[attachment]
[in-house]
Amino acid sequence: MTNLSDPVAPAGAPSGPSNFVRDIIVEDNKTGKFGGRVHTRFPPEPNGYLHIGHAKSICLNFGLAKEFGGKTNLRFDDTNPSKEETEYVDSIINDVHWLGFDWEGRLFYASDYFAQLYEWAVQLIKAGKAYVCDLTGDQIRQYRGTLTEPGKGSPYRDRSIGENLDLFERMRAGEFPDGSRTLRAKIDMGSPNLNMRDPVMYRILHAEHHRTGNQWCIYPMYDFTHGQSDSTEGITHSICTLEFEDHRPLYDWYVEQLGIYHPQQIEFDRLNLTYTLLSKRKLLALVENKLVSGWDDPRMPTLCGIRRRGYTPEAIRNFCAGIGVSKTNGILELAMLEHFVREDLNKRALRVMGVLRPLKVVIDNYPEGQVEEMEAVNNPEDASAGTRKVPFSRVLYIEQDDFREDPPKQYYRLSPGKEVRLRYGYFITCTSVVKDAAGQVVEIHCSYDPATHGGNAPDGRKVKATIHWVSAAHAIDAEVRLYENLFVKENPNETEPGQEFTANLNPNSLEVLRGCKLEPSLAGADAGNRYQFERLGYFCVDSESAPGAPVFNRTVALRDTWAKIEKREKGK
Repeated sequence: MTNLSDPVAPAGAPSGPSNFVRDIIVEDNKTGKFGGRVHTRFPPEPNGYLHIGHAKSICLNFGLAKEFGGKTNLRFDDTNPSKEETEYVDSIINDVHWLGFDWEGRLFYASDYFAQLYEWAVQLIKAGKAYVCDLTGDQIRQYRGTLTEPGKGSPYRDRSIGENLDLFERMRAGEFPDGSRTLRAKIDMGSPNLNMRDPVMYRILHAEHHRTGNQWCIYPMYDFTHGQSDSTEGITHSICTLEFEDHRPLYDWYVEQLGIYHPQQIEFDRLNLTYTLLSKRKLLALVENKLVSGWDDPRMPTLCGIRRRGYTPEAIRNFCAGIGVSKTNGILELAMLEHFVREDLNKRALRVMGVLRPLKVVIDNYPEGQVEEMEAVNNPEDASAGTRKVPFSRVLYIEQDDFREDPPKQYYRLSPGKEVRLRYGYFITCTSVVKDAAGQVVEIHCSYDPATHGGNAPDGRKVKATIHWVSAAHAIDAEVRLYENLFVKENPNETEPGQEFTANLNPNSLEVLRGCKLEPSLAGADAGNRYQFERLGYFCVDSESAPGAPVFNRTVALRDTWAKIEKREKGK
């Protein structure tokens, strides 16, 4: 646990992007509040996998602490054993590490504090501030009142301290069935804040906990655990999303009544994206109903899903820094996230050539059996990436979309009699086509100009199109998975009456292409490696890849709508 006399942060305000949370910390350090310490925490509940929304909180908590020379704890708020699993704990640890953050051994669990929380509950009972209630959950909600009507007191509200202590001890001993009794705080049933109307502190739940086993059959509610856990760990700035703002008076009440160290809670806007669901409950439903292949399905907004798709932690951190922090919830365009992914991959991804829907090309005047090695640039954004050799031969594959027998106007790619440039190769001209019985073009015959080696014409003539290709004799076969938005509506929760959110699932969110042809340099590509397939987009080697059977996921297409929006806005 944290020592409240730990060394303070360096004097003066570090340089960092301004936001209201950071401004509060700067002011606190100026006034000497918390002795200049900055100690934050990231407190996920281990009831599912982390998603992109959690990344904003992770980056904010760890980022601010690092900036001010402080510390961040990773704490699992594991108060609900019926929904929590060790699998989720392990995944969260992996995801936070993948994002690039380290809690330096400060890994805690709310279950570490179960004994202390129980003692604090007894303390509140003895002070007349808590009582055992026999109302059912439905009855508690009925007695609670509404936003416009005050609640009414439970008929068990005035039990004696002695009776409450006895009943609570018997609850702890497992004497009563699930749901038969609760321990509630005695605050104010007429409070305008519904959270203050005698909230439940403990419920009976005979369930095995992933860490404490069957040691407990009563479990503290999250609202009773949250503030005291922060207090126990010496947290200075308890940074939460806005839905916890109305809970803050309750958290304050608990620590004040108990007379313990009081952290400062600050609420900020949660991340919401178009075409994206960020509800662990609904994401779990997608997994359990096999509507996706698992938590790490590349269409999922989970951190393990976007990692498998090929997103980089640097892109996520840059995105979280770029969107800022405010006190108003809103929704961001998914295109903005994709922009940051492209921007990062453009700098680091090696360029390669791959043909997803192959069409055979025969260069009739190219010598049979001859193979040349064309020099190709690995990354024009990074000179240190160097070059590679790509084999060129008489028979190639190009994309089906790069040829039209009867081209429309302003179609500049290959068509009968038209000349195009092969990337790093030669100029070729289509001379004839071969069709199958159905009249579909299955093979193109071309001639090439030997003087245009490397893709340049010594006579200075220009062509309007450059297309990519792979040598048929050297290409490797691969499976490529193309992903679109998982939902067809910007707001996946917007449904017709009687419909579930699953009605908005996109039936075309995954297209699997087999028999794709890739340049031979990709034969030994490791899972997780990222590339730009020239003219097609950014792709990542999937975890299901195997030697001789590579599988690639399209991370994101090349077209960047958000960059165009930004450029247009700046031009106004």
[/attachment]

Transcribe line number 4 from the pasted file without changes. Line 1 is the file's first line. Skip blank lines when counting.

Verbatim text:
């Protein structure tokens, strides 16, 4: 646990992007509040996998602490054993590490504090501030009142301290069935804040906990655990999303009544994206109903899903820094996230050539059996990436979309009699086509100009199109998975009456292409490696890849709508 006399942060305000949370910390350090310490925490509940929304909180908590020379704890708020699993704990640890953050051994669990929380509950009972209630959950909600009507007191509200202590001890001993009794705080049933109307502190739940086993059959509610856990760990700035703002008076009440160290809670806007669901409950439903292949399905907004798709932690951190922090919830365009992914991959991804829907090309005047090695640039954004050799031969594959027998106007790619440039190769001209019985073009015959080696014409003539290709004799076969938005509506929760959110699932969110042809340099590509397939987009080697059977996921297409929006806005 944290020592409240730990060394303070360096004097003066570090340089960092301004936001209201950071401004509060700067002011606190100026006034000497918390002795200049900055100690934050990231407190996920281990009831599912982390998603992109959690990344904003992770980056904010760890980022601010690092900036001010402080510390961040990773704490699992594991108060609900019926929904929590060790699998989720392990995944969260992996995801936070993948994002690039380290809690330096400060890994805690709310279950570490179960004994202390129980003692604090007894303390509140003895002070007349808590009582055992026999109302059912439905009855508690009925007695609670509404936003416009005050609640009414439970008929068990005035039990004696002695009776409450006895009943609570018997609850702890497992004497009563699930749901038969609760321990509630005695605050104010007429409070305008519904959270203050005698909230439940403990419920009976005979369930095995992933860490404490069957040691407990009563479990503290999250609202009773949250503030005291922060207090126990010496947290200075308890940074939460806005839905916890109305809970803050309750958290304050608990620590004040108990007379313990009081952290400062600050609420900020949660991340919401178009075409994206960020509800662990609904994401779990997608997994359990096999509507996706698992938590790490590349269409999922989970951190393990976007990692498998090929997103980089640097892109996520840059995105979280770029969107800022405010006190108003809103929704961001998914295109903005994709922009940051492209921007990062453009700098680091090696360029390669791959043909997803192959069409055979025969260069009739190219010598049979001859193979040349064309020099190709690995990354024009990074000179240190160097070059590679790509084999060129008489028979190639190009994309089906790069040829039209009867081209429309302003179609500049290959068509009968038209000349195009092969990337790093030669100029070729289509001379004839071969069709199958159905009249579909299955093979193109071309001639090439030997003087245009490397893709340049010594006579200075220009062509309007450059297309990519792979040598048929050297290409490797691969499976490529193309992903679109998982939902067809910007707001996946917007449904017709009687419909579930699953009605908005996109039936075309995954297209699997087999028999794709890739340049031979990709034969030994490791899972997780990222590339730009020239003219097609950014792709990542999937975890299901195997030697001789590579599988690639399209991370994101090349077209960047958000960059165009930004450029247009700046031009106004």